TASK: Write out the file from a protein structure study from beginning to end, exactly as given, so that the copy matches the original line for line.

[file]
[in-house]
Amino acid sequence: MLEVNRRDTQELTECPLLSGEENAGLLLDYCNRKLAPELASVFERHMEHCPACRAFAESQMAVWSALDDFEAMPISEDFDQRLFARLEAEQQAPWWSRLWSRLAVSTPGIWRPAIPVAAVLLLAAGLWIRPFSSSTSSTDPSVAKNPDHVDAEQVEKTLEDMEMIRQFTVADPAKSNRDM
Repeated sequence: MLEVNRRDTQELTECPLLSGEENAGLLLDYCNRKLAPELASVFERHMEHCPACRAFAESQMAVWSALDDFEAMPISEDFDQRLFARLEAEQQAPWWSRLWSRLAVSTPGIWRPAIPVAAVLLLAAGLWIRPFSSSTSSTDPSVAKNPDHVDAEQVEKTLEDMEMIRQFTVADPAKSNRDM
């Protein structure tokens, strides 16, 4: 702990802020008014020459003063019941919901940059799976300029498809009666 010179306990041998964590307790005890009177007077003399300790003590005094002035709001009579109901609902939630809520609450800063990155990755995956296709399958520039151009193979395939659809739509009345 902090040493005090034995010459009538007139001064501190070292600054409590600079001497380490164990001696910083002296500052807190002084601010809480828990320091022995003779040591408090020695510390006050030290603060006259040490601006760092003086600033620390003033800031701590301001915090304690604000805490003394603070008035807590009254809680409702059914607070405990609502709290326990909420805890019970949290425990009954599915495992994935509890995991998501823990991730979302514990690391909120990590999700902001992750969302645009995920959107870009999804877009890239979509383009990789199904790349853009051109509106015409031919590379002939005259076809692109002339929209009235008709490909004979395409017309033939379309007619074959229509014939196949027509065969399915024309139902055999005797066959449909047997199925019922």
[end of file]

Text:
[in-house]
Amino acid sequence: MLEVNRRDTQELTECPLLSGEENAGLLLDYCNRKLAPELASVFERHMEHCPACRAFAESQMAVWSALDDFEAMPISEDFDQRLFARLEAEQQAPWWSRLWSRLAVSTPGIWRPAIPVAAVLLLAAGLWIRPFSSSTSSTDPSVAKNPDHVDAEQVEKTLEDMEMIRQFTVADPAKSNRDM
Repeated sequence: MLEVNRRDTQELTECPLLSGEENAGLLLDYCNRKLAPELASVFERHMEHCPACRAFAESQMAVWSALDDFEAMPISEDFDQRLFARLEAEQQAPWWSRLWSRLAVSTPGIWRPAIPVAAVLLLAAGLWIRPFSSSTSSTDPSVAKNPDHVDAEQVEKTLEDMEMIRQFTVADPAKSNRDM
């Protein structure tokens, strides 16, 4: 702990802020008014020459003063019941919901940059799976300029498809009666 010179306990041998964590307790005890009177007077003399300790003590005094002035709001009579109901609902939630809520609450800063990155990755995956296709399958520039151009193979395939659809739509009345 902090040493005090034995010459009538007139001064501190070292600054409590600079001497380490164990001696910083002296500052807190002084601010809480828990320091022995003779040591408090020695510390006050030290603060006259040490601006760092003086600033620390003033800031701590301001915090304690604000805490003394603070008035807590009254809680409702059914607070405990609502709290326990909420805890019970949290425990009954599915495992994935509890995991998501823990991730979302514990690391909120990590999700902001992750969302645009995920959107870009999804877009890239979509383009990789199904790349853009051109509106015409031919590379002939005259076809692109002339929209009235008709490909004979395409017309033939379309007619074959229509014939196949027509065969399915024309139902055999005797066959449909047997199925019922």